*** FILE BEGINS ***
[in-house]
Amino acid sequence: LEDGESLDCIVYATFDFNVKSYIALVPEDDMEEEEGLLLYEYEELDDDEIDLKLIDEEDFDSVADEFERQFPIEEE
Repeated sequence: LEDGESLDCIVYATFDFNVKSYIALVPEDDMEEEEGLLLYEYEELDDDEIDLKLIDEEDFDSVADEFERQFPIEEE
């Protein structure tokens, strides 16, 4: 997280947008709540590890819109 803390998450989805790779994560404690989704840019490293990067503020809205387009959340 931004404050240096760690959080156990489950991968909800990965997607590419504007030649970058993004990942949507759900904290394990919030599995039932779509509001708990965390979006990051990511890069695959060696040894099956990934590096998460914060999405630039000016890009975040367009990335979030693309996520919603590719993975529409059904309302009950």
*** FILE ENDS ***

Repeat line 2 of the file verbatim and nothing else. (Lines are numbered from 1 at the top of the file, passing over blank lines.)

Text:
Amino acid sequence: LEDGESLDCIVYATFDFNVKSYIALVPEDDMEEEEGLLLYEYEELDDDEIDLKLIDEEDFDSVADEFERQFPIEEE